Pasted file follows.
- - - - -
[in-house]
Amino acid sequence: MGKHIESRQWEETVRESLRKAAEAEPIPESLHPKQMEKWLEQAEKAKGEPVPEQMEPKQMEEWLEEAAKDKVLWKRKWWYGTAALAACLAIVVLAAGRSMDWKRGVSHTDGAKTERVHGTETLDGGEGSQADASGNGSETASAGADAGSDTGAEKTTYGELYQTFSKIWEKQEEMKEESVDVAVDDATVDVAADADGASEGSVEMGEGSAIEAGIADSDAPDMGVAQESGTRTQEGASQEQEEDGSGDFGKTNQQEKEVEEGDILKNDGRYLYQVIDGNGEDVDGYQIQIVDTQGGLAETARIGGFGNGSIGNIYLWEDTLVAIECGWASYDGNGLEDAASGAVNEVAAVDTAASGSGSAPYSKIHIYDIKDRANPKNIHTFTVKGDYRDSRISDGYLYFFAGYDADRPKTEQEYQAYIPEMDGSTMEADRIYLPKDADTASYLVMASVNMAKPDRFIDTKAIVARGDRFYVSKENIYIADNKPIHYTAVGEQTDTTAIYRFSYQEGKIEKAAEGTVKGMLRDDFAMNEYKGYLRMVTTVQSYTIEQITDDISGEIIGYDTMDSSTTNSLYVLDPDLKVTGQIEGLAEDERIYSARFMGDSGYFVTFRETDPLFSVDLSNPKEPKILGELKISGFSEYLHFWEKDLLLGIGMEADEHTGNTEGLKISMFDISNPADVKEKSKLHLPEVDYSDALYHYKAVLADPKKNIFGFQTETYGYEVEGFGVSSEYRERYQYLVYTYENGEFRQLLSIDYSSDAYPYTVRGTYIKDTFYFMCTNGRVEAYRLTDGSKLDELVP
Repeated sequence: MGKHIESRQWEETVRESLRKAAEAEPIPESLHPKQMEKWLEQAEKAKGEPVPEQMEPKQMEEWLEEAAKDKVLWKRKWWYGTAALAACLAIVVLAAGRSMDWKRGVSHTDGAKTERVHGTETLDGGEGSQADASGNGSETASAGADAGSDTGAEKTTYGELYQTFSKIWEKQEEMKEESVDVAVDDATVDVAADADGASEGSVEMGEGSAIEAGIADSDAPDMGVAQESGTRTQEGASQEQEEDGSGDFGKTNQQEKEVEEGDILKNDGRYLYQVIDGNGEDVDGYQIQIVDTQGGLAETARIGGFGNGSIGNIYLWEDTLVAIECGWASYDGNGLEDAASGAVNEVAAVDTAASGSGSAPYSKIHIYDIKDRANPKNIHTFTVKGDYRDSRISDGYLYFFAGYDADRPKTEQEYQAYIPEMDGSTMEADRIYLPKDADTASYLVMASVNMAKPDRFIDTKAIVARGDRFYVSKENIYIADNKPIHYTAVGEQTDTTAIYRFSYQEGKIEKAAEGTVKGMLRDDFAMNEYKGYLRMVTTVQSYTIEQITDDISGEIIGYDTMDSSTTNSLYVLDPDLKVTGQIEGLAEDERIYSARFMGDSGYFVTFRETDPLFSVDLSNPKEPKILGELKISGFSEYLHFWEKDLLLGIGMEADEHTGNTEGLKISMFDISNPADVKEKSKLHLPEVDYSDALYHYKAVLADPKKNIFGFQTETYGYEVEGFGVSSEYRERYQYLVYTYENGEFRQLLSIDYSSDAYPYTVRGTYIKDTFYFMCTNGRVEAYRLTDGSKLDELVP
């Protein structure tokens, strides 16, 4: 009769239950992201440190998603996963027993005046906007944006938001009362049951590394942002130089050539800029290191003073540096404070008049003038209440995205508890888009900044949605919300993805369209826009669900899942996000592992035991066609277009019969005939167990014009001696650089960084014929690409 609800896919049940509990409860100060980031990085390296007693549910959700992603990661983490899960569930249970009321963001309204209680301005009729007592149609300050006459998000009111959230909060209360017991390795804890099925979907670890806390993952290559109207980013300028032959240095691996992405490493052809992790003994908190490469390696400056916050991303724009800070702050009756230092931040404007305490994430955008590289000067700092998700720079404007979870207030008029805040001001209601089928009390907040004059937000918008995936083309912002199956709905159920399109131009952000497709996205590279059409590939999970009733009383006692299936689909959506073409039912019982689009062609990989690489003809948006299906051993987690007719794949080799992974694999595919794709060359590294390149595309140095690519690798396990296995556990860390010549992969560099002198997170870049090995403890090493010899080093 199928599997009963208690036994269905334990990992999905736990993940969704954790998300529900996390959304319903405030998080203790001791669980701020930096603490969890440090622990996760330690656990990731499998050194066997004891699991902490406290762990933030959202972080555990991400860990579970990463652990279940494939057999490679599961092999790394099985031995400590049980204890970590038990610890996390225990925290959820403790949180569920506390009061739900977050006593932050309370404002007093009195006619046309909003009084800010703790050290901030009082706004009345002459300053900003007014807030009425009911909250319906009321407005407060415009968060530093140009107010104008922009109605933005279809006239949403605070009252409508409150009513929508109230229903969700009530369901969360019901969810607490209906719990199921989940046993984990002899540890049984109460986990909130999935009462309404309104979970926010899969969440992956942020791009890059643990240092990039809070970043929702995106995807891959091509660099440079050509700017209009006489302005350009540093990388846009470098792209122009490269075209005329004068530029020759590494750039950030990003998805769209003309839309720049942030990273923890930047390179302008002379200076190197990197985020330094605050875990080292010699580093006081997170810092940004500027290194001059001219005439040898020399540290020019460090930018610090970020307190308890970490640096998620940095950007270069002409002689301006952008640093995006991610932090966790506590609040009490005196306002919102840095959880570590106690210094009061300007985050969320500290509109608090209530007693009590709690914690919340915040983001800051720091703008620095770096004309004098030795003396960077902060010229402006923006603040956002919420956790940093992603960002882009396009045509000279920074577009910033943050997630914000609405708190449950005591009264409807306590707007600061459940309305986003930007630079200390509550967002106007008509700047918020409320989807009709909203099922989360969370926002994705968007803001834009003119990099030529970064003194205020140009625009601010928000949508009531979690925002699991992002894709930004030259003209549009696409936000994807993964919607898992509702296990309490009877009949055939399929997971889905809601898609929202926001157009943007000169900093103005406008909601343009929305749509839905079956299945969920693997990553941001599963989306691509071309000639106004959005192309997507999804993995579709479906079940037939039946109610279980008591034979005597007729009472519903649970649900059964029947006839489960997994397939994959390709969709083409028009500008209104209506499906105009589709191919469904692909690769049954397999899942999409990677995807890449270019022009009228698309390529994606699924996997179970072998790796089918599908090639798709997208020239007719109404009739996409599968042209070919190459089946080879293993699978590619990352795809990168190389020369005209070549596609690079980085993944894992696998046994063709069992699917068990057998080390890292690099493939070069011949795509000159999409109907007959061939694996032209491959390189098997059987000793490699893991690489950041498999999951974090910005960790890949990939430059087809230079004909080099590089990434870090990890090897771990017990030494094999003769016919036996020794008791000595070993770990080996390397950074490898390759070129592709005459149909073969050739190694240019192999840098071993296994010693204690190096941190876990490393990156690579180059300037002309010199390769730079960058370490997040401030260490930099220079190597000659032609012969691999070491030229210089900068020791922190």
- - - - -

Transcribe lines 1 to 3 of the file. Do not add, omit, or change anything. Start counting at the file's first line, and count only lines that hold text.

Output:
[in-house]
Amino acid sequence: MGKHIESRQWEETVRESLRKAAEAEPIPESLHPKQMEKWLEQAEKAKGEPVPEQMEPKQMEEWLEEAAKDKVLWKRKWWYGTAALAACLAIVVLAAGRSMDWKRGVSHTDGAKTERVHGTETLDGGEGSQADASGNGSETASAGADAGSDTGAEKTTYGELYQTFSKIWEKQEEMKEESVDVAVDDATVDVAADADGASEGSVEMGEGSAIEAGIADSDAPDMGVAQESGTRTQEGASQEQEEDGSGDFGKTNQQEKEVEEGDILKNDGRYLYQVIDGNGEDVDGYQIQIVDTQGGLAETARIGGFGNGSIGNIYLWEDTLVAIECGWASYDGNGLEDAASGAVNEVAAVDTAASGSGSAPYSKIHIYDIKDRANPKNIHTFTVKGDYRDSRISDGYLYFFAGYDADRPKTEQEYQAYIPEMDGSTMEADRIYLPKDADTASYLVMASVNMAKPDRFIDTKAIVARGDRFYVSKENIYIADNKPIHYTAVGEQTDTTAIYRFSYQEGKIEKAAEGTVKGMLRDDFAMNEYKGYLRMVTTVQSYTIEQITDDISGEIIGYDTMDSSTTNSLYVLDPDLKVTGQIEGLAEDERIYSARFMGDSGYFVTFRETDPLFSVDLSNPKEPKILGELKISGFSEYLHFWEKDLLLGIGMEADEHTGNTEGLKISMFDISNPADVKEKSKLHLPEVDYSDALYHYKAVLADPKKNIFGFQTETYGYEVEGFGVSSEYRERYQYLVYTYENGEFRQLLSIDYSSDAYPYTVRGTYIKDTFYFMCTNGRVEAYRLTDGSKLDELVP
Repeated sequence: MGKHIESRQWEETVRESLRKAAEAEPIPESLHPKQMEKWLEQAEKAKGEPVPEQMEPKQMEEWLEEAAKDKVLWKRKWWYGTAALAACLAIVVLAAGRSMDWKRGVSHTDGAKTERVHGTETLDGGEGSQADASGNGSETASAGADAGSDTGAEKTTYGELYQTFSKIWEKQEEMKEESVDVAVDDATVDVAADADGASEGSVEMGEGSAIEAGIADSDAPDMGVAQESGTRTQEGASQEQEEDGSGDFGKTNQQEKEVEEGDILKNDGRYLYQVIDGNGEDVDGYQIQIVDTQGGLAETARIGGFGNGSIGNIYLWEDTLVAIECGWASYDGNGLEDAASGAVNEVAAVDTAASGSGSAPYSKIHIYDIKDRANPKNIHTFTVKGDYRDSRISDGYLYFFAGYDADRPKTEQEYQAYIPEMDGSTMEADRIYLPKDADTASYLVMASVNMAKPDRFIDTKAIVARGDRFYVSKENIYIADNKPIHYTAVGEQTDTTAIYRFSYQEGKIEKAAEGTVKGMLRDDFAMNEYKGYLRMVTTVQSYTIEQITDDISGEIIGYDTMDSSTTNSLYVLDPDLKVTGQIEGLAEDERIYSARFMGDSGYFVTFRETDPLFSVDLSNPKEPKILGELKISGFSEYLHFWEKDLLLGIGMEADEHTGNTEGLKISMFDISNPADVKEKSKLHLPEVDYSDALYHYKAVLADPKKNIFGFQTETYGYEVEGFGVSSEYRERYQYLVYTYENGEFRQLLSIDYSSDAYPYTVRGTYIKDTFYFMCTNGRVEAYRLTDGSKLDELVP